Q & A: How to keep home heating equipment safe
The death of two teenagers following a gas leak at a holiday apartment in Castlerock has led to public concerns about the safety of home heating equipment.
BBC News Online looks at how to keep your home safe.
Q: Why is a carbon monoxide leak so dangerous?
A: Carbon monoxide is dangerous because it is extremely poisonous. It is particularly lethal because a person breathing it in cannot see it, cannot smell it and cannot taste it. Exposure to sufficient levels of carbon monoxide for even a relatively short period of time can be fatal.
Q: Carbon monoxide is a gas. Does that mean only gas-fuelled appliances are potentially dangerous?
A: No. It is a common misconception that other forms of fuel are not capable of emitting dangerous levels of carbon monoxide. Appliances which burn oil or wood to create heat can also emit carbon monoxide if the fuel is not burning corrrectly. Even an open fire can lead to a carbon monoxide leak if the chimney has not been properly maintained.
Q: Are gas leaks caused by faulty installation?
A: Not necessarily. An appliance which has been properly installed may have developed a fault. That is why it is important to have equipment checked regularly.
Q: How often should an appliance be maintained?
A: Heating equipment should be serviced at least once a year. If you suspect that it may have developed a fault, then it is important to have it checked as soon as possible.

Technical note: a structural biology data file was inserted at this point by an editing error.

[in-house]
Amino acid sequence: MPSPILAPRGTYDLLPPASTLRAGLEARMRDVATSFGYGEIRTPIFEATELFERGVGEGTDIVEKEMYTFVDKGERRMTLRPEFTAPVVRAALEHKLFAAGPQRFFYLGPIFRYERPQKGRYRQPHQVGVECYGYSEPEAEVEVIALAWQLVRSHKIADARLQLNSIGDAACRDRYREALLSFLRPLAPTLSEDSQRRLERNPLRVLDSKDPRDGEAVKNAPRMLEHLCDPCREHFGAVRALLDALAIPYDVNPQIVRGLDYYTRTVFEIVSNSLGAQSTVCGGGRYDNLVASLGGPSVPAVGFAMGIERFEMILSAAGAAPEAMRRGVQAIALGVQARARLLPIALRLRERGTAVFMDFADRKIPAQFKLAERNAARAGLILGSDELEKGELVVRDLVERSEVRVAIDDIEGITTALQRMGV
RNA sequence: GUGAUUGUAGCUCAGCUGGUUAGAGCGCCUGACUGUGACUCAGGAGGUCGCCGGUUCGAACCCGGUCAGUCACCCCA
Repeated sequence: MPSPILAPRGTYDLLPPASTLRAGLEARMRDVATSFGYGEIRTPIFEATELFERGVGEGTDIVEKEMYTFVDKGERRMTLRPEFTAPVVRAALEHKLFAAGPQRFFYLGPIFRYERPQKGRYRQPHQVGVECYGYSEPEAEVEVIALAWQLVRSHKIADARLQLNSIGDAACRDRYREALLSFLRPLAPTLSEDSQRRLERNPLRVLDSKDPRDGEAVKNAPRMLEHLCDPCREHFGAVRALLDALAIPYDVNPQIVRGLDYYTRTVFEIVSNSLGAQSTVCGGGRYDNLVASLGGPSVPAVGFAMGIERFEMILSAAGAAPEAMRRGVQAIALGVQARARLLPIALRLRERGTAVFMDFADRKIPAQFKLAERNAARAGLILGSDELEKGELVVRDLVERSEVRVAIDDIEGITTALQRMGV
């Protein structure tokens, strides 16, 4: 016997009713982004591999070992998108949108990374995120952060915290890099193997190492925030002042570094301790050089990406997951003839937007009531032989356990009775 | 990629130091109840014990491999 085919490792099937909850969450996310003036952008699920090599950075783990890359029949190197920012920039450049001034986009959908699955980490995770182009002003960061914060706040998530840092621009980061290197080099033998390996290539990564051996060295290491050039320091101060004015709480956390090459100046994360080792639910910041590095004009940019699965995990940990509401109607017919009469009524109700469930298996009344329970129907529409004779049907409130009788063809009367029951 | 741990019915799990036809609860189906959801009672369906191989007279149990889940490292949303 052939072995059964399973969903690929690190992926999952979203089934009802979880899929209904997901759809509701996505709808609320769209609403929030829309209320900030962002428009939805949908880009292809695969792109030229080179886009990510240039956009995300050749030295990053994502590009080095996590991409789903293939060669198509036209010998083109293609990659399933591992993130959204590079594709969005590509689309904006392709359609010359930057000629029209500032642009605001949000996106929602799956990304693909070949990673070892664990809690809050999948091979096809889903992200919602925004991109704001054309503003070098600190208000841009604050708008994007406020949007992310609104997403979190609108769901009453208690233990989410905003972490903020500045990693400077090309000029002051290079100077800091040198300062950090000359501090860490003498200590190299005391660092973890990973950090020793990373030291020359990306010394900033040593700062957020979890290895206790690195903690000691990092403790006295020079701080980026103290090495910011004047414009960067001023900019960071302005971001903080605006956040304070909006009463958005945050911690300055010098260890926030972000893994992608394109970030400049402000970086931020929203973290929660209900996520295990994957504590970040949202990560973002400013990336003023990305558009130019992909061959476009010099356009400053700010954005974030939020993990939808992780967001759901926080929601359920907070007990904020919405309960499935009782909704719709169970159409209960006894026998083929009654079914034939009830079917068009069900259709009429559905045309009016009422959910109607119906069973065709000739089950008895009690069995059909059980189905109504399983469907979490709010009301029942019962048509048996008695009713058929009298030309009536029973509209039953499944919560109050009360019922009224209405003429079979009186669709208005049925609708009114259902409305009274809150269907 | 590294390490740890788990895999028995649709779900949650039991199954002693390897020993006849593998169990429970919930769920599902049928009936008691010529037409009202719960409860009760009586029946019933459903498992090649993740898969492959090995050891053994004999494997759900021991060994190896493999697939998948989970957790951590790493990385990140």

Signs that a gas appliance needs serviced include:
- the gas appliance not working properly
- the appliance is burning with a lazy yellow or orange flame instead of a crisp blue flame
- you can see soot or yellow/brown staining around or on gas appliances
- the pilot light keeps going out
- there is increased condensation inside windows
Q: Who should install and maintain home heating appliances?
A: Only a qualified engineer should either install or service your home heating equipment. If it is a gas-fuelled appliance, then the person installing or servicing it should be on the Gas Safe register. If you employ someone to do work on your appliance, ask to see the documentation which proves their qualification to work in the given area.
Q: What else should I do to keep my home safe?
A: As well as regularly servicing your equipment, it is also advisable to invest in a carbon monoxide detector. This is a small device which can be located either high on a wall or on a ceiling and will sound an alarm before the level of carbon monoxide becomes dangerous.
Q: What should I do if I believe carbon monoxide is leaking at my property?
A: If you believe that there is a carbon monoxide leak at your property, then you should open windows and doors and go outside as soon as possible. Contact a qualified engineer who will be able to test for carbon monoxide levels in your property and, if necessary, carry out maintenance on your heating equipment. If you feel unwell, seek medical attention as soon as possible.
Q: What should I do if I have particular concerns in the wake of what happened in Castlerock?
A: The Health and Safety Executive will be contacting other gas customers who it believes may have been affected. It is advising anyone who has had gas work carried out by George Brown, trading as George Brown of 'The Calor Shop' in Coleraine, to switch off all their gas appliances and contact its helpline immediately on 0800 0320 121.